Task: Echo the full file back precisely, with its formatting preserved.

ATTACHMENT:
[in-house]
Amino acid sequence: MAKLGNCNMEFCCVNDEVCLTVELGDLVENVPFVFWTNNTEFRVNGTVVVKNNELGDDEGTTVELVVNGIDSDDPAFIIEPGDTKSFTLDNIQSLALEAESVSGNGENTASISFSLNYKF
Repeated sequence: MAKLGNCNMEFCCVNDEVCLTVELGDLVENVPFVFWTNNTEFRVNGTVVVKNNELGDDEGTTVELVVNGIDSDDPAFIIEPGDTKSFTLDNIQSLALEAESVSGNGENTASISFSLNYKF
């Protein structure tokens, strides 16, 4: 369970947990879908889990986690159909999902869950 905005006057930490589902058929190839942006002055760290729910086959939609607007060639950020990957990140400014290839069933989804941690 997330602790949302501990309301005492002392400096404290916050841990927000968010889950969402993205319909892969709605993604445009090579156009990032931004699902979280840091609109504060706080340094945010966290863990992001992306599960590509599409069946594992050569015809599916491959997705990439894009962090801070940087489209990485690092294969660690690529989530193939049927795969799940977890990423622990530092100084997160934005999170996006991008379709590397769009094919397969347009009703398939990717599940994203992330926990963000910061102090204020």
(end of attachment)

[in-house]
Amino acid sequence: MAKLGNCNMEFCCVNDEVCLTVELGDLVENVPFVFWTNNTEFRVNGTVVVKNNELGDDEGTTVELVVNGIDSDDPAFIIEPGDTKSFTLDNIQSLALEAESVSGNGENTASISFSLNYKF
Repeated sequence: MAKLGNCNMEFCCVNDEVCLTVELGDLVENVPFVFWTNNTEFRVNGTVVVKNNELGDDEGTTVELVVNGIDSDDPAFIIEPGDTKSFTLDNIQSLALEAESVSGNGENTASISFSLNYKF
């Protein structure tokens, strides 16, 4: 369970947990879908889990986690159909999902869950 905005006057930490589902058929190839942006002055760290729910086959939609607007060639950020990957990140400014290839069933989804941690 997330602790949302501990309301005492002392400096404290916050841990927000968010889950969402993205319909892969709605993604445009090579156009990032931004699902979280840091609109504060706080340094945010966290863990992001992306599960590509599409069946594992050569015809599916491959997705990439894009962090801070940087489209990485690092294969660690690529989530193939049927795969799940977890990423622990530092100084997160934005999170996006991008379709590397769009094919397969347009009703398939990717599940994203992330926990963000910061102090204020």